It's almost like Slashdot wrote these, because whenever the topic of OS X comes up someone invariably says "I'd love to run OS X, why won't Apple put it on my cheap, home-built x86 box?" Since it's a Slashdot troll question, I'll let Slashdot answer: "Silly idea," "Doesn't make sense," and a bonus "No Intel On OS X Part I: Economics 101."

Apple is definitely in the hardware game, they're not going to port to Intel. Do you see that dot after the word "Intel"? It's a period, the argument is over. But because there are idiots out there who like to point to the x86 port of Darwin as evidence, let me add that if by some cosmic collision Apple decided to throw out all software that had been written for OS X/PPC and put OS X on x86 you'd be no more able to run it on your home-built system than you are able to run OS X/PPC on a non-Apple PPC. Which brings us to our next collection of bad business ideas:

1. Admit it. You're out of the hardware game. Outsource your hardware production, or scrap it entirely, to compete more directly with Microsoft without the liability of manufacturing boxes.

36. Clone the PowerBook. When the shabbily made 5300s started to fall apart, catch on fire, and explode, a lot of Apple customers were forced to turn to Wintel for laptops. There was no place else to go. If clones had been available, the users might have stayed in the family.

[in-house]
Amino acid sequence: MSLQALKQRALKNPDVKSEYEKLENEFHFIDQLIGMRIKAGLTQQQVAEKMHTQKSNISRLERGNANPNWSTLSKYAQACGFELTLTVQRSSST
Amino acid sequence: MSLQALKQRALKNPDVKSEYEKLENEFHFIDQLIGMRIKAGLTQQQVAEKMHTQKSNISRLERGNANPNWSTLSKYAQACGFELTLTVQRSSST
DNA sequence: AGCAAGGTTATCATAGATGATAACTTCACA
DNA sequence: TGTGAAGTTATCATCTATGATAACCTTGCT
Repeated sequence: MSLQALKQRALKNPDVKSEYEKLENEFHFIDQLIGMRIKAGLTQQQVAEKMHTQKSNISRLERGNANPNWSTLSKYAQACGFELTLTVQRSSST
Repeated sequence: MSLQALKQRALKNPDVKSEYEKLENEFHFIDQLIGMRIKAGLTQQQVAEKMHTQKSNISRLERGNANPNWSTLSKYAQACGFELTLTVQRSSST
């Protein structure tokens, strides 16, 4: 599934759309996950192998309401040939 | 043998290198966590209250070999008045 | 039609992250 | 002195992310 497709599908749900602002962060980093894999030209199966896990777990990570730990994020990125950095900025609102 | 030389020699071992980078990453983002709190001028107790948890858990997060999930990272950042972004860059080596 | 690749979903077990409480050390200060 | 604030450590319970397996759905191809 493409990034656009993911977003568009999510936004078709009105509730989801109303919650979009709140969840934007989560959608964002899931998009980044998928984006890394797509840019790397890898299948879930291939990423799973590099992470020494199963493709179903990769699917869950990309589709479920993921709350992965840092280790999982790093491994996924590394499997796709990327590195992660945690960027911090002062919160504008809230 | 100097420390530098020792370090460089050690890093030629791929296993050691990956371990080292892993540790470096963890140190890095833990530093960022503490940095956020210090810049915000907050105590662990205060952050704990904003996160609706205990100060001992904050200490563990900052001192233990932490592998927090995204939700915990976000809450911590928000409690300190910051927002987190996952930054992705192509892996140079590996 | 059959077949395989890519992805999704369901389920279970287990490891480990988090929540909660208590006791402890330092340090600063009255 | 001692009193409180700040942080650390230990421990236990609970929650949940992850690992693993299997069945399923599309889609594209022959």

It's understandable that people would think that cloning would save Apple at the time this was written. Microsoft was doing well, Apple wasn't, people used install base as a measure of success. However, Apple lost money on clones so Steve Jobs killed the clone program when he came back to Apple.

3. Start pampering independent software vendors. Your future depends on strong, user-friendly software. ISVs are losing confidence and crossing over to the Dark Side to take advantage of Wintel's market share. Remember what happened to OS/2 - not enough applications, updates too late, scarce industry support. And all the marketing dollars IBM threw at it couldn't help.

I don't think it's exactly "pampering" 3rd part developers when they feel ripped off, like in the cases of Watson, Konfabulator and Netflix Fanatic. There's some counter-arguments, but I guarantee that those developers have soured on the idea of developing for OS X in the future.

13. Exploit every Wintel user's secret fear that some day they're going to be thrown into a black screen with a blinking C-prompt. Advertise the fact that Mac users never have to rewrite autoexec.bat or sys.ini files

That doesn't exactly go along with the Unix/NeXT/Darwin strategy. On the plus side, virtually all the people who go into Terminal are there because they want to be, not because their computer broke. Also, remember that this was 1997 when Windows 95 still felt like it was running on top of DOS.